Two teams of scientists, in Japan and the United States, report that they have turned human skin cells into what appear to be embryonic cells without having to make or destroy an embryo – a feat that could quell the ethical debate troubling the field.
All the scientists had to do was add four genes. The genes reprogrammed the chromosomes of the skin cells, making the cells into blank slates that should be able to turn into any of the 220 cell types of the human body, be it heart, brain, blood or bone. Until now, the only way to get such universal human cells was to pluck them from a human embryo several days after fertilization, destroying the embryo in the process.
Researchers and ethicists claim that now the debate over whether it is morally acceptable to create and destroy human embryos to obtain stem cells should be moot.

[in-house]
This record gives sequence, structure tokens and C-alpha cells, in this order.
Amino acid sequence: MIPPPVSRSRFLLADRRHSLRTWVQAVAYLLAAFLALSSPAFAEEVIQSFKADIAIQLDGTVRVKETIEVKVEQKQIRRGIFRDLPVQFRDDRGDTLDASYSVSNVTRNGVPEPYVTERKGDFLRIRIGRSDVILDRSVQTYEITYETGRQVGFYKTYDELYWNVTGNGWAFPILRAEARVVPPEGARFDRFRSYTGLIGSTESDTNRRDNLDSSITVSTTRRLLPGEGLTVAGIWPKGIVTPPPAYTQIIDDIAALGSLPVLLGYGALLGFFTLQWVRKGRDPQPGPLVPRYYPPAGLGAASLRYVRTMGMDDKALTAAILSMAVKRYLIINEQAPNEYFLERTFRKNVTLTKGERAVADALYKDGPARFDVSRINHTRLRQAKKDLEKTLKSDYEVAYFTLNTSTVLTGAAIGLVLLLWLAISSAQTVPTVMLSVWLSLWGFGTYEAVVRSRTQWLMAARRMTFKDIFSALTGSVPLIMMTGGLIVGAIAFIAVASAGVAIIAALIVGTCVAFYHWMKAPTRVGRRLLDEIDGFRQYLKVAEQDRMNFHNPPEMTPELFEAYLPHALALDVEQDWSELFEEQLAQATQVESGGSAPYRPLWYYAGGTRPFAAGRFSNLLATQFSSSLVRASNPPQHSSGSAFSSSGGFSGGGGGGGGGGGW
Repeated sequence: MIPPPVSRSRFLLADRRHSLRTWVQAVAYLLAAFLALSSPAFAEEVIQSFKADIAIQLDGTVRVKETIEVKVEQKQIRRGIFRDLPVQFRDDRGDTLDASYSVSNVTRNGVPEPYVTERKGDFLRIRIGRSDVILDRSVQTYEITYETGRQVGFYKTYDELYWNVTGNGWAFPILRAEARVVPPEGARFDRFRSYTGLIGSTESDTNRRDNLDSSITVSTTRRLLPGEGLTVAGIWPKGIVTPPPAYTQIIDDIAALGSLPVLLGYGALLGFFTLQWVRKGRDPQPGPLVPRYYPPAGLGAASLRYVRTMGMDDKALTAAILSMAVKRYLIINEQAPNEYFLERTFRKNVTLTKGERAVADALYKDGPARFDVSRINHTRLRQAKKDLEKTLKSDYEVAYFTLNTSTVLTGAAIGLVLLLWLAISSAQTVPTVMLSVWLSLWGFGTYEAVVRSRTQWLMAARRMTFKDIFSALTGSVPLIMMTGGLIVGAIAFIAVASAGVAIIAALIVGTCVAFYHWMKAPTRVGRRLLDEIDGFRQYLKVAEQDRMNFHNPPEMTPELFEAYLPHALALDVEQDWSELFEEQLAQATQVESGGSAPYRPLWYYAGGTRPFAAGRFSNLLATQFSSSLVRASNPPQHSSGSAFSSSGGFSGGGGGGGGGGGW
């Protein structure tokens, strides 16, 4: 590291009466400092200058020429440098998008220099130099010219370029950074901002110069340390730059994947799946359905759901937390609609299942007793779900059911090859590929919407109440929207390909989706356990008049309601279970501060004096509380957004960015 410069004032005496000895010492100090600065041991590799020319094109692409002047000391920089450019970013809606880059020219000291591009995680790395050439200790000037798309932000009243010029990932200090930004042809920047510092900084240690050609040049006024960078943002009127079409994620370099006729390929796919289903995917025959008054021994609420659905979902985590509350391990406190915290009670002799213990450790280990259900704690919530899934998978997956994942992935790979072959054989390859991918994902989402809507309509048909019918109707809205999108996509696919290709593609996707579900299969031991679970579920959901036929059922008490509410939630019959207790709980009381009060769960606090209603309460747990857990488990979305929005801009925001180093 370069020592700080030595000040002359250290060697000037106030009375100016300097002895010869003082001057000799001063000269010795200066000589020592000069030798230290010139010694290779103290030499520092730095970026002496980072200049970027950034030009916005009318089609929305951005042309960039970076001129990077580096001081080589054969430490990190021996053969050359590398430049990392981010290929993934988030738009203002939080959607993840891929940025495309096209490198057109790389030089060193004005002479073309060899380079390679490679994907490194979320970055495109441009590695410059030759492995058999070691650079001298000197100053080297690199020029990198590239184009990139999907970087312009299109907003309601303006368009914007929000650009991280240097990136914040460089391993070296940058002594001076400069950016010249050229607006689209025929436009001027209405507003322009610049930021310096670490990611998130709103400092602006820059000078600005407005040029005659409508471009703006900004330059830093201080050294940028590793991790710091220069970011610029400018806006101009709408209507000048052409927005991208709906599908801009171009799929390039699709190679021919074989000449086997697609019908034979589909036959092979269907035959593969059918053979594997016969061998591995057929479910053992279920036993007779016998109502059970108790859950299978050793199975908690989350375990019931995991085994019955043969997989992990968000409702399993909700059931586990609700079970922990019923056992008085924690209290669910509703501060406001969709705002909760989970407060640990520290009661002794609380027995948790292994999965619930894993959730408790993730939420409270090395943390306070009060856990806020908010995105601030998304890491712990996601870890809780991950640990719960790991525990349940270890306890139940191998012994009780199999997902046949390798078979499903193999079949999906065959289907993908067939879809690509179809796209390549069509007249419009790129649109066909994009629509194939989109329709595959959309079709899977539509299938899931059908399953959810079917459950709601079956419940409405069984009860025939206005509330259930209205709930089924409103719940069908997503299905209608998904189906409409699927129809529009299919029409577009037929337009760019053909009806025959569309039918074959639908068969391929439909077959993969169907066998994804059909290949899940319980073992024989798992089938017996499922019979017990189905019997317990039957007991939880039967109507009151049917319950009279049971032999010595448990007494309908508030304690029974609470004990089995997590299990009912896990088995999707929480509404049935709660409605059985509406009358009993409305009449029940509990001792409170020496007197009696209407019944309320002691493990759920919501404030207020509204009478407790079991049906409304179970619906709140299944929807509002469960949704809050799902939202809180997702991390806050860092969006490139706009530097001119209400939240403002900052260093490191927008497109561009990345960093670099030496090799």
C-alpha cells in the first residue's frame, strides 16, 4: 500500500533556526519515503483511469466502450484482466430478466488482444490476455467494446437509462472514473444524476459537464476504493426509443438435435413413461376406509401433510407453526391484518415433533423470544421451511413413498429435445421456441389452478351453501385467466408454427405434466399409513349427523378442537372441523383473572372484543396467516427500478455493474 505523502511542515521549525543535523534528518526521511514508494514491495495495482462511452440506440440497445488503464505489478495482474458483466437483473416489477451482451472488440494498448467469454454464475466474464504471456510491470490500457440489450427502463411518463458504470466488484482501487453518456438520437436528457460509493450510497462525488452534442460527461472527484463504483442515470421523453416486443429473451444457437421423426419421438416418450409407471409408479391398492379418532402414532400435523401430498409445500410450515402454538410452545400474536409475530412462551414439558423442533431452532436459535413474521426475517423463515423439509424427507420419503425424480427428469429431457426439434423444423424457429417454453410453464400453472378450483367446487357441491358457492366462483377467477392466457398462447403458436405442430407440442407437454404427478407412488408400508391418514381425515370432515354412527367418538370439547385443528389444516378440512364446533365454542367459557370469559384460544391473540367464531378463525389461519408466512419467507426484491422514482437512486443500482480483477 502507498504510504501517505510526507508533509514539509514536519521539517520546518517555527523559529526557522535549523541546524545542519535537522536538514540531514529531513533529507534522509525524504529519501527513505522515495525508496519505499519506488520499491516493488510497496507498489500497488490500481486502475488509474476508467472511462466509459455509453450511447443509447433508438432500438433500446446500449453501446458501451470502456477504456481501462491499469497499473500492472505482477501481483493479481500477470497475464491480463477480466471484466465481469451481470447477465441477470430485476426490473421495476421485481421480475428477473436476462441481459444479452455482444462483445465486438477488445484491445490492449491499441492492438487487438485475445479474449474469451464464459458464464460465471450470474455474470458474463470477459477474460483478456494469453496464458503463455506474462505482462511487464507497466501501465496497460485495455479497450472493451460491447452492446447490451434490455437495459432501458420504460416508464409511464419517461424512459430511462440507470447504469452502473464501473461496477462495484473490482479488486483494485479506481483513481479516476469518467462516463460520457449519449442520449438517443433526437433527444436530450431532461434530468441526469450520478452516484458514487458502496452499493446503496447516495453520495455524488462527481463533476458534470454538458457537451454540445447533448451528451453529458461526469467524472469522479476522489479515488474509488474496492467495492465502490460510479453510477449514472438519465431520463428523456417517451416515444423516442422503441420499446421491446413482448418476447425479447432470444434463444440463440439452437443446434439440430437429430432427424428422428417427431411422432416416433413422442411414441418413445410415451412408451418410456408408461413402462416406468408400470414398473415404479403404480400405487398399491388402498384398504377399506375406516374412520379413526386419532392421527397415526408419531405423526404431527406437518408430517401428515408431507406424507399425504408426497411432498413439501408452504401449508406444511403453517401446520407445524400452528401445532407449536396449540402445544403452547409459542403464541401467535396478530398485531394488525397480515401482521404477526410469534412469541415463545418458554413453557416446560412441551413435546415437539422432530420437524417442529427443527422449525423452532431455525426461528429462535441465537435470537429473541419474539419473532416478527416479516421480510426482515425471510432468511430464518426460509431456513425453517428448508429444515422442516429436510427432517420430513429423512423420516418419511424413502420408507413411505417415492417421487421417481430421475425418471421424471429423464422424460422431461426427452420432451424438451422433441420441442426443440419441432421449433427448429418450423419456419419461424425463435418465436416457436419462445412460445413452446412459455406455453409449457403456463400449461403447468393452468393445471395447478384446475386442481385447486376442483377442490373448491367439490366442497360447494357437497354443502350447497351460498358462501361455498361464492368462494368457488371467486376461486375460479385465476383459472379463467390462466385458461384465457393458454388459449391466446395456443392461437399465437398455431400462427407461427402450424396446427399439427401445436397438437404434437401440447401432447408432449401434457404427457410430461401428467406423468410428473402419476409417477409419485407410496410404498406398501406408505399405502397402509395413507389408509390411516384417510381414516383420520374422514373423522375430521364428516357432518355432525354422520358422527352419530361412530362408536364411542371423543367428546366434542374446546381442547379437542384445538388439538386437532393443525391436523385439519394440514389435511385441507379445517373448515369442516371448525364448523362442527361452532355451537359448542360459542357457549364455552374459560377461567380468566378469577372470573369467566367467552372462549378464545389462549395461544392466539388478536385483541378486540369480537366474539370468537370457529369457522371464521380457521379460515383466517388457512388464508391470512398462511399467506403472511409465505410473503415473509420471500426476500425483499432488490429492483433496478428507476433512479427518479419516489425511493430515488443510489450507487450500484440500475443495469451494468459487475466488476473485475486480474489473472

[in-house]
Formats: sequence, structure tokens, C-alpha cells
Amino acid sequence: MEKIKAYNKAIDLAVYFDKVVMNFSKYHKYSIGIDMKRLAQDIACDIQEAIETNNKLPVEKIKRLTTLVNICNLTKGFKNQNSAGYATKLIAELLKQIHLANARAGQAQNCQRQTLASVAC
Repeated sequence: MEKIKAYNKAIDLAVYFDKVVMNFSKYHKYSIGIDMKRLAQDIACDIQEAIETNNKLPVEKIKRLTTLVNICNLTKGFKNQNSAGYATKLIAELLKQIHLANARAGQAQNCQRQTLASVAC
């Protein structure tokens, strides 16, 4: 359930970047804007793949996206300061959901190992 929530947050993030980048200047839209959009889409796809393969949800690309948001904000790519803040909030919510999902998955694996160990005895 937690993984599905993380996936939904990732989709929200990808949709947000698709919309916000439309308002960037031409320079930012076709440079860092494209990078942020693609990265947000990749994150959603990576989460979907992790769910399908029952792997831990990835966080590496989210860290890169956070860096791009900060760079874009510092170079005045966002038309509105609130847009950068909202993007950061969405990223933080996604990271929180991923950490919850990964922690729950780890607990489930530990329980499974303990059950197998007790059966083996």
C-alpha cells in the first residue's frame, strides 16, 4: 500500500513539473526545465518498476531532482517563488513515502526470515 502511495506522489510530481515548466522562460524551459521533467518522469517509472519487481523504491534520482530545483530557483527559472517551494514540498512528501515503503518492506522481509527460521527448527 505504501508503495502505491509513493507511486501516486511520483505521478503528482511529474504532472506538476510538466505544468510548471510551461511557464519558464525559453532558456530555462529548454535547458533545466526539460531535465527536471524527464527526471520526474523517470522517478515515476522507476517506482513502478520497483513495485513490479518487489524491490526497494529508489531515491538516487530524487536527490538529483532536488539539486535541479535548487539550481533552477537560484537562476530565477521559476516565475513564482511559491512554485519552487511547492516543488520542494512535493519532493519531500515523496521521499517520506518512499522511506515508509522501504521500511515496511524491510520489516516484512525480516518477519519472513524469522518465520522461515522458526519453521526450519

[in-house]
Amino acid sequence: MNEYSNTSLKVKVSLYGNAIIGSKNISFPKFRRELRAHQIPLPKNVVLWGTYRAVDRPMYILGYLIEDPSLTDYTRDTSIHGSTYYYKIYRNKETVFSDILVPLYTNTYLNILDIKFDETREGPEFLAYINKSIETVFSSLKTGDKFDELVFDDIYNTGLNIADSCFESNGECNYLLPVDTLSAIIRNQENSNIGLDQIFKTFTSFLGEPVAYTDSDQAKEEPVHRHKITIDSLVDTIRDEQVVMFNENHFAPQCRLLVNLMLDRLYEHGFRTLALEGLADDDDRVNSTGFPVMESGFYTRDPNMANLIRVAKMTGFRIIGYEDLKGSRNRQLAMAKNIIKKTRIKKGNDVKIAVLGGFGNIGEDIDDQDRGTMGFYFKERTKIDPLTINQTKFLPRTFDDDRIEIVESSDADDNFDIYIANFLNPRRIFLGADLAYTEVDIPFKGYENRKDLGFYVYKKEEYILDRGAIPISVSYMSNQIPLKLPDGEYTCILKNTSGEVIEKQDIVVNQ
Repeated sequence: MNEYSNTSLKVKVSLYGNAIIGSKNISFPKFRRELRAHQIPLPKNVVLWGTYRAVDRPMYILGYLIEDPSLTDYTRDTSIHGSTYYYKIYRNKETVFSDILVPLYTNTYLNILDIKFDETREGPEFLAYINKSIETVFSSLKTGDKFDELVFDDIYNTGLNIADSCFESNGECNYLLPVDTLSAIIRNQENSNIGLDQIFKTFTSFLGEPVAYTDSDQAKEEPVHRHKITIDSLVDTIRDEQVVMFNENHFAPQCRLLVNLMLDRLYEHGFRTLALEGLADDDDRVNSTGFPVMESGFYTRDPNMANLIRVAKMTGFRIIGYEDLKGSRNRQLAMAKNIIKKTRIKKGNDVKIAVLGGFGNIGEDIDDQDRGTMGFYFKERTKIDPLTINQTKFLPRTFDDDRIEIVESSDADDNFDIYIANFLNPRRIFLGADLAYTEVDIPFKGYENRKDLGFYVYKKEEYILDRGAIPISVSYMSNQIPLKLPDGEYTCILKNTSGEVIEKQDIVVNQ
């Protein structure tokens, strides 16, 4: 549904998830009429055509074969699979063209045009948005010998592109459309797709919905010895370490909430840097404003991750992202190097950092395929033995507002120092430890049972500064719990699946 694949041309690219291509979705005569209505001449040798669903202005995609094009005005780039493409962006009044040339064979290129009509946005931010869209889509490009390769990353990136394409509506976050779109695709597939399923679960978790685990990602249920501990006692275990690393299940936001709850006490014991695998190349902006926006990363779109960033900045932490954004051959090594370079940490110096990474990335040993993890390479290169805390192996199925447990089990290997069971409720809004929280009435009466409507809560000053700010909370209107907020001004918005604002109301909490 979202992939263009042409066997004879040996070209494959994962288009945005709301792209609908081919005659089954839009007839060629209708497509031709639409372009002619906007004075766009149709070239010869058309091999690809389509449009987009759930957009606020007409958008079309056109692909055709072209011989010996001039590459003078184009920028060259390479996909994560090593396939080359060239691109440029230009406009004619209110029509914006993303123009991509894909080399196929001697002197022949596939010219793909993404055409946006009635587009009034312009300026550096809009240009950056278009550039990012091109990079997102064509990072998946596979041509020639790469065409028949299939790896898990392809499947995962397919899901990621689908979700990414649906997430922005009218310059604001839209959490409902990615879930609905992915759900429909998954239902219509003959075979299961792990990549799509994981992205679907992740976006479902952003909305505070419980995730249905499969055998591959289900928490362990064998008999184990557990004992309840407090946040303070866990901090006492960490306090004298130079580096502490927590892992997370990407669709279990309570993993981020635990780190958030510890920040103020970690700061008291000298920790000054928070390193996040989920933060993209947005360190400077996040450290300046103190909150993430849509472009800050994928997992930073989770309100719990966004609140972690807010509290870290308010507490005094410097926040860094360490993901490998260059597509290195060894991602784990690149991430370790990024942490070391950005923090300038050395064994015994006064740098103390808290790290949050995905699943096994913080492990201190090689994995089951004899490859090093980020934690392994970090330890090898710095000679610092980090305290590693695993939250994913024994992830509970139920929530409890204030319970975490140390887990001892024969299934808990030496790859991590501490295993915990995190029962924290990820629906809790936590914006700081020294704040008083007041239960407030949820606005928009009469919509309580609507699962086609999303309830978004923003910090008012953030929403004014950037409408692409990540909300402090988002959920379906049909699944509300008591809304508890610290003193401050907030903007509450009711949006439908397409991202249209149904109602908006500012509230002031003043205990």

The director of education at the National Catholic Bioethics Center in Washington , Father Tadeusz Pacholczyk , says, “Everyone was waiting for this day to come. You should have a solution here that will address the moral objections that have been percolating for years.”
Most everyone agrees this has been a scientific breakthrough. Is it also a moral breakthrough?
In your opinion, is stem-cell research now morally acceptable?